A survey conducted by Georgetown University, in partnership with Bank of America (BofA), found that young adults looking to change jobs cite the paid time off (65%) and flexible working hours (58%) among the top benefits that impact your choice of employer.
And if that was not enough, 73% of young adults want benefits they can take with them if they change jobs.
“In the post-pandemic era for the workplace, with people returning to the office, hybrid work environments, and desires for a greater work-life balance, employers must adapt quicklysaid Kevin Crain, director of retirement research and information at BofA.
“To be an ’employer of choice’ to attract and retain young adult workers, Employers must take greater responsibility for the general well-being of their employees, offering new benefits and encouraging utilization of existing benefits,” Crain added.
The Young Adults and Workplace Well-being Survey examined the attitudes and priorities of 1,000+ working-age Gen Zers and young millennials (ages 24-35) as these young adults return to the office.
“It is our responsibility as business leaders to understand the changing nature of work so that we can Building a future that allows current and future generations to prospersaid Paul Almeida, dean and William R. Berkley chair at Georgetown’s McDonough School of Business.
“We believe that business can be the greatest force for good in the world, and that starts by looking inward, at our employees, our students, and our stakeholders. When we create a culture of well-being and care for others, we enable our best and brightest to succeed personally and professionallyBerkley added.
The survey found that flexible working hours and a better work-life balance are critical to workplace well-being of young adults.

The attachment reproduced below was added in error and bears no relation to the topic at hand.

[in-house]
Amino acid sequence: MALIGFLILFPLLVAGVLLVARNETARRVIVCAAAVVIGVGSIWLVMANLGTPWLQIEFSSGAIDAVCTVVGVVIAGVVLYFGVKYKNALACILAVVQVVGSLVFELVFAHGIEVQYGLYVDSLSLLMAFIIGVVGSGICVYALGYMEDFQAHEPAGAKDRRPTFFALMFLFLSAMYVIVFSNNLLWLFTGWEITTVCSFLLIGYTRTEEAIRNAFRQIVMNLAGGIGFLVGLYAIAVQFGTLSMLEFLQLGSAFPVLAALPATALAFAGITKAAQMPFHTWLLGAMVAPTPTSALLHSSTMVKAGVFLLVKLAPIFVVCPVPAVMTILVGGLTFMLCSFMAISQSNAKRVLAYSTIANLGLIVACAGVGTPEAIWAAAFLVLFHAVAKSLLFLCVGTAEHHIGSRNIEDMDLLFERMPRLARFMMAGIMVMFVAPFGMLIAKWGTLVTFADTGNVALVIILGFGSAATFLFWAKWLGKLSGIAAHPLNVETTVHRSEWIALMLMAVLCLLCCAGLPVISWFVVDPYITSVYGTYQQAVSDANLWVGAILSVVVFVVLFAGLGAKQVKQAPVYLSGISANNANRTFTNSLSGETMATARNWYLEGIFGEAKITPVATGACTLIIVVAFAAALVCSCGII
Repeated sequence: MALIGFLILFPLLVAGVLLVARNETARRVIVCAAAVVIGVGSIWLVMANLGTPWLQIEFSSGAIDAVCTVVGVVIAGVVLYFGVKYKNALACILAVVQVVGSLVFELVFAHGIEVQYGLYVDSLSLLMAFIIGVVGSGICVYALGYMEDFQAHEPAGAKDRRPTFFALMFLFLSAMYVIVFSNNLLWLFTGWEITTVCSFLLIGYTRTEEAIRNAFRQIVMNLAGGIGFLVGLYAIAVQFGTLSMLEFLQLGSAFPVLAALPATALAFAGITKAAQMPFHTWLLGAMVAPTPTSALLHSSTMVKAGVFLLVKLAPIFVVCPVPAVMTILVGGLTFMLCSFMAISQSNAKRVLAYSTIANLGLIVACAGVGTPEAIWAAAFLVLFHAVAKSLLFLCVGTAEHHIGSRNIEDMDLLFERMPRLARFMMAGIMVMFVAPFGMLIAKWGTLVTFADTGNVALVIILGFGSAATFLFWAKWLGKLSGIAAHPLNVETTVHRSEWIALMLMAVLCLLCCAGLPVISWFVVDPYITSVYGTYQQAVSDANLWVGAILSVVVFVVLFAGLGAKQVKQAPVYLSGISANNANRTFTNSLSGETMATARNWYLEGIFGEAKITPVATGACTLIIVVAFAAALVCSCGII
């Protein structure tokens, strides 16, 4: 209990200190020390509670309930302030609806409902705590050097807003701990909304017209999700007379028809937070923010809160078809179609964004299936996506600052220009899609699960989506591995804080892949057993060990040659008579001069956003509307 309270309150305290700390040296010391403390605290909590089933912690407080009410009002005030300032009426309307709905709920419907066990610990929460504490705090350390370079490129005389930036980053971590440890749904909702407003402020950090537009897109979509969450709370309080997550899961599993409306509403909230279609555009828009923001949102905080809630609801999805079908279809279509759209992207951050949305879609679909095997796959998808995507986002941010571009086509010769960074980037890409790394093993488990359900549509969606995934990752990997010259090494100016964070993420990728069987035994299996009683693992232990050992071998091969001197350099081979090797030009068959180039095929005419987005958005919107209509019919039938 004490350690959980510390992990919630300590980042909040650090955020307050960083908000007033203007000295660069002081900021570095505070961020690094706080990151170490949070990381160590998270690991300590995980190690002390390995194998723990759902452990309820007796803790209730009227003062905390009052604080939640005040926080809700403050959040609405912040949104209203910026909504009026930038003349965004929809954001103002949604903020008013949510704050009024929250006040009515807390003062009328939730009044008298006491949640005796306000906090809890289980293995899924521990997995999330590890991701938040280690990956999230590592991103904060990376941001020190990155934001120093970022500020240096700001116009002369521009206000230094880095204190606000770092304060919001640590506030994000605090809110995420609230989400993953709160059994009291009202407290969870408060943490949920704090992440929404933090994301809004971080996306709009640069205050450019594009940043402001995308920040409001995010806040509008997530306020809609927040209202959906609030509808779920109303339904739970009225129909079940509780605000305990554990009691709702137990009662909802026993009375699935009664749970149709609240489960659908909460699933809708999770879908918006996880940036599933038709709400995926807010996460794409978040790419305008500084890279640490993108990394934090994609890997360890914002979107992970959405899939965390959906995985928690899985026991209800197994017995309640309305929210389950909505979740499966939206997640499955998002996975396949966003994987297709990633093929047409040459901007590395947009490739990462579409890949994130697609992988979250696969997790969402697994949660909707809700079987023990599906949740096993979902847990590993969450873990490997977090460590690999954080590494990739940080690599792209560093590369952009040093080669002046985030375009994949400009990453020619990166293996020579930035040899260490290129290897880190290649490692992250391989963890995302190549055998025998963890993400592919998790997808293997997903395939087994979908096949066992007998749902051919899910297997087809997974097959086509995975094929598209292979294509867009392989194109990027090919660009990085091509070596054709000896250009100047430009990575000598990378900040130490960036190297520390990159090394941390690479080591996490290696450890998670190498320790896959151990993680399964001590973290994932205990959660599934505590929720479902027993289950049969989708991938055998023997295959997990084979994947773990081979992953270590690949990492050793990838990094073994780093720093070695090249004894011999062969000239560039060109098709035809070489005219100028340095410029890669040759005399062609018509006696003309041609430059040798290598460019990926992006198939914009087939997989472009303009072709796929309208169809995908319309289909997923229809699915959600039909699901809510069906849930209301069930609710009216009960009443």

Among the outstanding findings of the study, it is mentioned that:
- Young adults are struggling financially and are not optimistic about retirement. Nearly half (44%) of young adults say they have outstanding student loans or consumer debt, and 49% of those with outstanding debt say paying off debt is a higher priority than saving for retirement. Among young adults who plan to retire before age 65, 4 in 10 (40%) plan to stop working altogether, and only 28% of those who expect to retire after age 65 plan to stop working altogether.
- Employers have room for improvement in establishing well-being in the workplace. Approximately 1 in 4 young adults (24%) strongly agree that their employer has policies or structures in place to support work-life balance. The percentage of young adults who rate their workplace wellness programs as good or very good is higher among those indicating the availability of flexible work schedules.
- Young adults’ ties to their work are not strong. 2 in 3 young adults (68%) view their work primarily as a way to earn a living, but not as an important part of their identity or personal fulfillment. More than half (54%) indicate they plan to change to another field or career, and 46% say they will definitely or probably look to change jobs/fields in the next year.
For more details on the survey, click here.
· Asked to work eight hours straight, young man resigns on his first day of work
· Most employers in the US believe that the higher education system does not offer the necessary skills that workers need
Labor alert: Reduced flexibility of remote work could lead to a wave of government resignations